However, even if Trump is found guilty in this investigation, law professor and former U.S. Attorney Barbara McQuade confirmed that "a criminal conviction does not prevent a person from running for president." It's a constitutional gray area that has yet to be defined.

Donald Trump isn't GOP donors' first pick for 2024

While Donald Trump might be sitting on a well-funded war chest, a campaign is pretty much nothing without the big donors. The former reality host might be known in big-whig circles, but it's not the 45th president that big GOP donors are looking at in 2024, to the surprise of many. Instead, they are turning their attention toward Senator Joe Manchin, a name that should sound oh so familiar to those of you paying attention to politics.

Manchin has become known for his stance as a conservative Democrat and has made his thoughts on the party very clear. As a result, he's caught the eye of Wall Street high roller Nelson Peltz, who went ahead and arranged a $5,000-per-person fundraiser in Florida. CNBC reported that "at least 50 executives" joined the pair for the lunch "aimed at raising funds for the West Virginia lawmaker's reelection campaign." Will we see more 2024 action in Manchin's future? Quite possibly, much to Trump's chagrin, undoubtedly.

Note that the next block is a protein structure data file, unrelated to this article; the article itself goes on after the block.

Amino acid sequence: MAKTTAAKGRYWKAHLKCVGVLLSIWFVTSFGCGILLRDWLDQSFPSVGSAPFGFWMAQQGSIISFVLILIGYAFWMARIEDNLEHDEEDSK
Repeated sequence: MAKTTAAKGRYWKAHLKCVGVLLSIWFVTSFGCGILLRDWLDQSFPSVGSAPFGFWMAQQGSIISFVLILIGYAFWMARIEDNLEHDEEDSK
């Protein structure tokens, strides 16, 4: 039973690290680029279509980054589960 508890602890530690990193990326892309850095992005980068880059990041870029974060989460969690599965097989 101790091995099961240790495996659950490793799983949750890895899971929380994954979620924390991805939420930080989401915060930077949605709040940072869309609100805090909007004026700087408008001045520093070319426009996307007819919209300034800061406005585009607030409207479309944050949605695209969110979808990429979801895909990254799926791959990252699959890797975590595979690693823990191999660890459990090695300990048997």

A former Trump official's 2024 predictions

As Senator Joe Manchin is a Democrat, he would not run against Trump in a primary. So who from his own party could Trump potentially face on the battlefield we call the campaign trail? As it turns out, one former White House official doesn't think the pool is very large.

During an interview with Politico (via CNN) Mick Mulvaney, former chief of staff to Trump, was asked who he thinks has a real shot at upsetting the 45th president in a primary challenge. The list was short. "[Ron] DeSantis could give him a run for his money," Mulvaney said, referring to the current governor of Florida who has garnered national attention for his cavalier approach to COVID-19 protocols. "Tim Scott can give him a run for his money," the former chief of staff continued saying. Scott is currently representing the state of South Carolina, and is the only Black senator in the Republican caucus. "Dwayne 'The Rock' Johnson could give him a run for his money. It's a short list," Mulvaney said. CNN pointed out that Johnson's political affiliation is unknown, but could we see the voice of Maui on the trail? Only time will tell.